Lawmakers Approve SOL Exception for Survivors of Sexual Abuse

Lawmakers Approve SOL Exception for Survivors of Sexual Abuse

In a major win for survivors of sexual abuse, a legislative panel voted overwhelmingly to relax the statute of limitations in sexual abuse cases.

If the bill goes on to pass the Maryland General Assembly, the church is likely to face a crush of new lawsuits, especially in light of the impending release of a grand jury report into sexual abuse and coverups in the Archdiocese of Baltimore. The bill, called The Child Victims Act of 2023, would also abolish the statute of limitations for all future childhood sexual abuse claims. Abuse survivors often don’t come forward with claims for decades, so short statutes of limitations can make it difficult to hold abusers accountable in court.

“Delayed disclosure is the rule rather than the exception, therefore changing the legislation to reflect current trends in reporting enables more survivors to pursue justice,” said Mike McDonnell from the Survivors Networks of Those Abused by Priests. “By providing police, prosecutors, and the public with information about abusers and enablers, this aids in preventing further incidents.”

The SOL and the Discovery Rule

Procedural hurdles, like the statute of limitations, are very common “tort reform” measures. Insurance companies, large church groups, and their political allies press for such reforms to deny victims a day in court. But even in Maryland, which has a very harsh SOL law, a Baltimore sex abuse lawyer can still offer solutions for child sex abuse victims.

Maryland also has a broad delayed discovery rule. This rule essentially short-circuits the statute of limitations in child sex abuse matters.

Assume Fred was sexually abused in 2012. As discussed below, his brain blocked most of the traumatic memories, so he only remembered fragments. Over the next ten years, the fragments start coming together, but not enough to make a complete picture. In 2022, Fred sees a new therapist who helps him fully recover those memories.

Arguably, the two-year SOL countdown didn’t start until 2022, which is when Fred had complete knowledge of his injury, and he connected that injury to a tortfeasor’s (negligent actor’s) wrongful conduct.

However, an insurance company lawyer would argue that the countdown started much sooner when Fred began piecing together fragments.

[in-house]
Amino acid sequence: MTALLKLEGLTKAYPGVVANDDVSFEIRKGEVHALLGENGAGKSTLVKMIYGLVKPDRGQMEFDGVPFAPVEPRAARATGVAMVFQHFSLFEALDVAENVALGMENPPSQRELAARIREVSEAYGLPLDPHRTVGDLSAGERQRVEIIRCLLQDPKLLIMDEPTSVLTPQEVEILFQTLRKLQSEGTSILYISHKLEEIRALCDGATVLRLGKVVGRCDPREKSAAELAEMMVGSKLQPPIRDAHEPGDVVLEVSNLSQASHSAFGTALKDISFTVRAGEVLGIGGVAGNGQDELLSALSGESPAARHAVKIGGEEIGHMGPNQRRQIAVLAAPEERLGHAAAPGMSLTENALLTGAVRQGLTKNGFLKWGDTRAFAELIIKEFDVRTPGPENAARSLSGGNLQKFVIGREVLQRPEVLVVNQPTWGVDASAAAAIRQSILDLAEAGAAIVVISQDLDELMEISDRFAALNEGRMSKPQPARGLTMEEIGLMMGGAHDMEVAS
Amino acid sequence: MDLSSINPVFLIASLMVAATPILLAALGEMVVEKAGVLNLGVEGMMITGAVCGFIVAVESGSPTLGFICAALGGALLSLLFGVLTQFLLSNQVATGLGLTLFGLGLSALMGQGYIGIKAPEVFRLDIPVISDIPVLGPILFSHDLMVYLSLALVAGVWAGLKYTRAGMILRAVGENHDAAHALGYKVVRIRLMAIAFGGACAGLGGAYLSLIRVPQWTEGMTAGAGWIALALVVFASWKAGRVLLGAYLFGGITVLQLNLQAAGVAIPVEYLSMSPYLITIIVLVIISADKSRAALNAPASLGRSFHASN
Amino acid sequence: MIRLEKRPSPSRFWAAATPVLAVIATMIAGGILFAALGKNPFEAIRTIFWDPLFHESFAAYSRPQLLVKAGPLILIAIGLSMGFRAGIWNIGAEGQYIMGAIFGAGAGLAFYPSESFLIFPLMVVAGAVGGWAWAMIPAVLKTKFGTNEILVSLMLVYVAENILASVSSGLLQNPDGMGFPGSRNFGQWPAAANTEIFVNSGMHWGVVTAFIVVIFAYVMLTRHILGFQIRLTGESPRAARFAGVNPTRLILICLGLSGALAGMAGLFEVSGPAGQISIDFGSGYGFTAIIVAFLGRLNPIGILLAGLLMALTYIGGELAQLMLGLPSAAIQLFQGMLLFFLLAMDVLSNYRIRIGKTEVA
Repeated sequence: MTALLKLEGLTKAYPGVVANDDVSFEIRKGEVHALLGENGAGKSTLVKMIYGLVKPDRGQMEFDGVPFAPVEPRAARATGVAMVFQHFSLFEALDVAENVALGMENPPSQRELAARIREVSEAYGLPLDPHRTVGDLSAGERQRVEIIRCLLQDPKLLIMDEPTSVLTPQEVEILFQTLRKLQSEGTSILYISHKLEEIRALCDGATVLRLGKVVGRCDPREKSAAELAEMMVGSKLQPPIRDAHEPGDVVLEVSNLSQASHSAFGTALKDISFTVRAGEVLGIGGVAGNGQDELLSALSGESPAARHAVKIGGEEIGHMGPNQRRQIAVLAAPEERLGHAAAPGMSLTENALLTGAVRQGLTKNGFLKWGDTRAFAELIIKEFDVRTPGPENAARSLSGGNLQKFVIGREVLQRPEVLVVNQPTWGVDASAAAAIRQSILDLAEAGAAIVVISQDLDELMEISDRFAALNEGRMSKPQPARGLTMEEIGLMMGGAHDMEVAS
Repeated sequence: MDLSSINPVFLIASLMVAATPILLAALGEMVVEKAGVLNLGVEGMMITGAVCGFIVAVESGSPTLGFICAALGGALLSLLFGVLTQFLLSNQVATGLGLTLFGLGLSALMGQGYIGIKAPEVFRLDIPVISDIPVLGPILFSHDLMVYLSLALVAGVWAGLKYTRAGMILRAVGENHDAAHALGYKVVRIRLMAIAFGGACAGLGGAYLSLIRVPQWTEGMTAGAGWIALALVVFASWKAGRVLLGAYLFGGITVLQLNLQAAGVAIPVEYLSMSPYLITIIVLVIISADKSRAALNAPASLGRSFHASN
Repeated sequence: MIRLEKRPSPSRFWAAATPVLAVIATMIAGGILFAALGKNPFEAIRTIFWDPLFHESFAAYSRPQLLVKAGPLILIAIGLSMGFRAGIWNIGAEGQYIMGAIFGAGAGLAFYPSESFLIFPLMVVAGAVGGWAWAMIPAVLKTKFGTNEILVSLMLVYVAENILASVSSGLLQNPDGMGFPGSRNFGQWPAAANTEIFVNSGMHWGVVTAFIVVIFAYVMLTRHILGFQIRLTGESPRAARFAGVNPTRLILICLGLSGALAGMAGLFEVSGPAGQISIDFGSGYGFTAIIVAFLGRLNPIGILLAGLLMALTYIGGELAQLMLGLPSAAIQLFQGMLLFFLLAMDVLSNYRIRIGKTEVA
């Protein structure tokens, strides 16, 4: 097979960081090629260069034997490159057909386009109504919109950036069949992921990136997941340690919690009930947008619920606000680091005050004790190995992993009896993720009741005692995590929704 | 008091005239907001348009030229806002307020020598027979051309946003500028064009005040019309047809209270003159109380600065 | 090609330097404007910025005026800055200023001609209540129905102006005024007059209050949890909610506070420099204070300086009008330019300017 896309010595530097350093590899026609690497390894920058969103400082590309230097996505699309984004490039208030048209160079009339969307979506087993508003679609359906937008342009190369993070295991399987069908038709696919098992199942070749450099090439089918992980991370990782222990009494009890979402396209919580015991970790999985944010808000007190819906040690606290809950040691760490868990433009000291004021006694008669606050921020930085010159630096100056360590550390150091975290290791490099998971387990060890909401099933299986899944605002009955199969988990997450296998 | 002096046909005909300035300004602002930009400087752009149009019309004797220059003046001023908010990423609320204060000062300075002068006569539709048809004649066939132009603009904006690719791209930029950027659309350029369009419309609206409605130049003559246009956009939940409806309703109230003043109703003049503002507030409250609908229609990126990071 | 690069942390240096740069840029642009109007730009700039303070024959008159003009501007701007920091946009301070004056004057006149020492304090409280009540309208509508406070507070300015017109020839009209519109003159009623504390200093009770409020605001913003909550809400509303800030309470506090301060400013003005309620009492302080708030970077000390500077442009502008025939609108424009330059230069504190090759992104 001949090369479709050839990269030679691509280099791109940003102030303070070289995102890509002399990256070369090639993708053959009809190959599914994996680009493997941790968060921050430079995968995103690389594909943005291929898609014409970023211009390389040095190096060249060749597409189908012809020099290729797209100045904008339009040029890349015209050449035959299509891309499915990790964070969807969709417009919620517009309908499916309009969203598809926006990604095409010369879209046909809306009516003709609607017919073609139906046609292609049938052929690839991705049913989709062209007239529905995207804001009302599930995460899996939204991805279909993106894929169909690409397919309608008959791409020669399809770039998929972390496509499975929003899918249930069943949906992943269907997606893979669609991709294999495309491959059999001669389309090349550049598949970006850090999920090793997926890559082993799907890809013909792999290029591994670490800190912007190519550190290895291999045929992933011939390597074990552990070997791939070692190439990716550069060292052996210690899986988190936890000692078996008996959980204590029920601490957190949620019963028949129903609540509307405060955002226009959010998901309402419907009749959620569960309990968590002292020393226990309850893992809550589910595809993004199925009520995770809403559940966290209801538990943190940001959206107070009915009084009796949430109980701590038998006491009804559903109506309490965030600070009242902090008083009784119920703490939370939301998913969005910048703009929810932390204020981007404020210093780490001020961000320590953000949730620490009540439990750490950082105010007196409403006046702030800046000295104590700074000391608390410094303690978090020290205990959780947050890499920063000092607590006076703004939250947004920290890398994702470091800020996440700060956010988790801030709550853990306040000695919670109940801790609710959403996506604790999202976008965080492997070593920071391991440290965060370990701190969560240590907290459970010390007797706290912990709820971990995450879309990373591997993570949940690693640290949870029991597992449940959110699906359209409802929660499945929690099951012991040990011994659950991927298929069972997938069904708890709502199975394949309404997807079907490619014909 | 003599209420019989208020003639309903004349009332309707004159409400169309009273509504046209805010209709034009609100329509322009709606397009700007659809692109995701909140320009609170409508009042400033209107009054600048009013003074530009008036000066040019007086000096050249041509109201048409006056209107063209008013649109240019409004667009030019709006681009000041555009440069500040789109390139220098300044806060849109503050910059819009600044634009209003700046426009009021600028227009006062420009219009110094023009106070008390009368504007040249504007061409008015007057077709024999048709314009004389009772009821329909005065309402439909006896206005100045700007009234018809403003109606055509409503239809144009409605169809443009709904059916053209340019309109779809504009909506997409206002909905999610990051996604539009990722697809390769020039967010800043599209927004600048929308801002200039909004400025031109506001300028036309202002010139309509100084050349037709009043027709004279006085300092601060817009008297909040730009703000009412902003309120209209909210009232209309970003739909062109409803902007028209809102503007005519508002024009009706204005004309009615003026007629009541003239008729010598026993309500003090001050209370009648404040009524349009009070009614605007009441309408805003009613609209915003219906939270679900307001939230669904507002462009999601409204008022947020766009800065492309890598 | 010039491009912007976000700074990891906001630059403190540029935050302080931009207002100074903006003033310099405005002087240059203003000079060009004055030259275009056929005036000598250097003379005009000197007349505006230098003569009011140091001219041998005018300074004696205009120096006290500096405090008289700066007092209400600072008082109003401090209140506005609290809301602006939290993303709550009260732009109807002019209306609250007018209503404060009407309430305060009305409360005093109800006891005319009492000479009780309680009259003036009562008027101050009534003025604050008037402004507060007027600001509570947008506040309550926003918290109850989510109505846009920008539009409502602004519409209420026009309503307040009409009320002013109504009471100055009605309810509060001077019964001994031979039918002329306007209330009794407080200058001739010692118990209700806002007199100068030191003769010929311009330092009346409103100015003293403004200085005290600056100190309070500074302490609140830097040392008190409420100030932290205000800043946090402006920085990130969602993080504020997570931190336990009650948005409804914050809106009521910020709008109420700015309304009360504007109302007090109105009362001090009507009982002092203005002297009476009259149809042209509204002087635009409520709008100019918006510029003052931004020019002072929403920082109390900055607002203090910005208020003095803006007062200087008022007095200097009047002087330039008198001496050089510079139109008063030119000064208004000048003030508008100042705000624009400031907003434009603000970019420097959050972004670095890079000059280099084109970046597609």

An SOL suspension eliminates this complexity and makes it easier for a Baltimore sex abuse lawyer to file a claim that will make it past the procedural motion phase.

Why Child Victims Do Not Come Forward

Delay is hard on everyone. It is hard for victims/plaintiffs to prove old cases, and it is hard for insurance companies to defend them. That is one reason SOL laws exist. But sexual abuse cases are different. Procrastination does not cause delay. Instead, delay is par for the course.

Many child sex abuse victims do not think anyone will believe them, so they do not risk embarrassment by immediately coming forward. That is especially true if the abuser was a priest or someone the community, and more importantly, the child’s family holds in high esteem.

On a related note, many child sex abuse victims fear retaliation, particularly if, as is often the case, the abuser made such threats.

Then, the rationalization begins. Many child sex abuse victims know what happened was wrong, but they do not know it was illegal. They often transfer those feelings to their abusers and assume they did not know their conduct was illegal either.

As a result of all this, the blocking process begins. To protect itself from injury, the brain usually blocks traumatic memories. Many victims suffer through the symptoms of abuse for years before they know what caused those symptoms. Then, it takes a lot more therapy to draw out concrete memories and truly recall what happened.

The brain does not have a “delete” key. Instead, it retains all memories, traumatic and otherwise. Sometimes, it is simply impossible to access those memories, which is why a good therapist is so important.

Our Baltimore sex abuse lawyers often connect victims with such therapists who, in most cases, charge nothing upfront for their professional services.

Contact a Compassionate, Baltimore-Area Sex Abuse Survivor Lawyer

Sex abuse survivors are entitled to significant compensation. For a free consultation with an experienced sexual abuse lawyer in Baltimore, Maryland, contact The Yost Legal Group at any time: 1-800-967-8529.